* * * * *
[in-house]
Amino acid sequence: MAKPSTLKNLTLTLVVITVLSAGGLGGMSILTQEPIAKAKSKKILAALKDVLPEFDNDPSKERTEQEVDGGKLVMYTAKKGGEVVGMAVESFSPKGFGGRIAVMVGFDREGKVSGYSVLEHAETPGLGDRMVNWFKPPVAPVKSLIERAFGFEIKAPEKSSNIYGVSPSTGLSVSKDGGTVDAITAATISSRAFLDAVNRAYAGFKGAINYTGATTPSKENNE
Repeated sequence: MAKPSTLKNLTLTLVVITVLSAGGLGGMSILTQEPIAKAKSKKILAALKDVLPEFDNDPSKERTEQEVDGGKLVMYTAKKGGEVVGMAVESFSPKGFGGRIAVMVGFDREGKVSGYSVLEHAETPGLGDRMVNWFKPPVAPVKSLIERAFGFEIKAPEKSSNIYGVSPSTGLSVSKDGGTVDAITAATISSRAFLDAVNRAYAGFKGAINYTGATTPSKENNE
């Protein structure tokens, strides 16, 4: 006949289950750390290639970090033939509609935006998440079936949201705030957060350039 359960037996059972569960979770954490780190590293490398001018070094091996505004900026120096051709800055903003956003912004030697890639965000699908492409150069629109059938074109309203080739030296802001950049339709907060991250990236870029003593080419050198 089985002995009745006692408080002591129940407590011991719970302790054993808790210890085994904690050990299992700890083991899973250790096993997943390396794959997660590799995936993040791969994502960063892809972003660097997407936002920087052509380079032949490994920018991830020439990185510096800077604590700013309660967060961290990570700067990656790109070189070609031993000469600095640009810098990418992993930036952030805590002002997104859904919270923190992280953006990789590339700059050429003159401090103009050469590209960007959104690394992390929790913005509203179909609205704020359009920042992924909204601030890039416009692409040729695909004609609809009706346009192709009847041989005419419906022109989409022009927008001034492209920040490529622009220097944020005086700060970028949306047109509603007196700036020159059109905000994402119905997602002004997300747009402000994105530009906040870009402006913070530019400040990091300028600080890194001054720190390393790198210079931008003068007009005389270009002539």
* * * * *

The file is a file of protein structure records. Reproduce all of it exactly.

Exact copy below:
[in-house]
Amino acid sequence: MAKPSTLKNLTLTLVVITVLSAGGLGGMSILTQEPIAKAKSKKILAALKDVLPEFDNDPSKERTEQEVDGGKLVMYTAKKGGEVVGMAVESFSPKGFGGRIAVMVGFDREGKVSGYSVLEHAETPGLGDRMVNWFKPPVAPVKSLIERAFGFEIKAPEKSSNIYGVSPSTGLSVSKDGGTVDAITAATISSRAFLDAVNRAYAGFKGAINYTGATTPSKENNE
Repeated sequence: MAKPSTLKNLTLTLVVITVLSAGGLGGMSILTQEPIAKAKSKKILAALKDVLPEFDNDPSKERTEQEVDGGKLVMYTAKKGGEVVGMAVESFSPKGFGGRIAVMVGFDREGKVSGYSVLEHAETPGLGDRMVNWFKPPVAPVKSLIERAFGFEIKAPEKSSNIYGVSPSTGLSVSKDGGTVDAITAATISSRAFLDAVNRAYAGFKGAINYTGATTPSKENNE
């Protein structure tokens, strides 16, 4: 006949289950750390290639970090033939509609935006998440079936949201705030957060350039 359960037996059972569960979770954490780190590293490398001018070094091996505004900026120096051709800055903003956003912004030697890639965000699908492409150069629109059938074109309203080739030296802001950049339709907060991250990236870029003593080419050198 089985002995009745006692408080002591129940407590011991719970302790054993808790210890085994904690050990299992700890083991899973250790096993997943390396794959997660590799995936993040791969994502960063892809972003660097997407936002920087052509380079032949490994920018991830020439990185510096800077604590700013309660967060961290990570700067990656790109070189070609031993000469600095640009810098990418992993930036952030805590002002997104859904919270923190992280953006990789590339700059050429003159401090103009050469590209960007959104690394992390929790913005509203179909609205704020359009920042992924909204601030890039416009692409040729695909004609609809009706346009192709009847041989005419419906022109989409022009927008001034492209920040490529622009220097944020005086700060970028949306047109509603007196700036020159059109905000994402119905997602002004997300747009402000994105530009906040870009402006913070530019400040990091300028600080890194001054720190390393790198210079931008003068007009005389270009002539």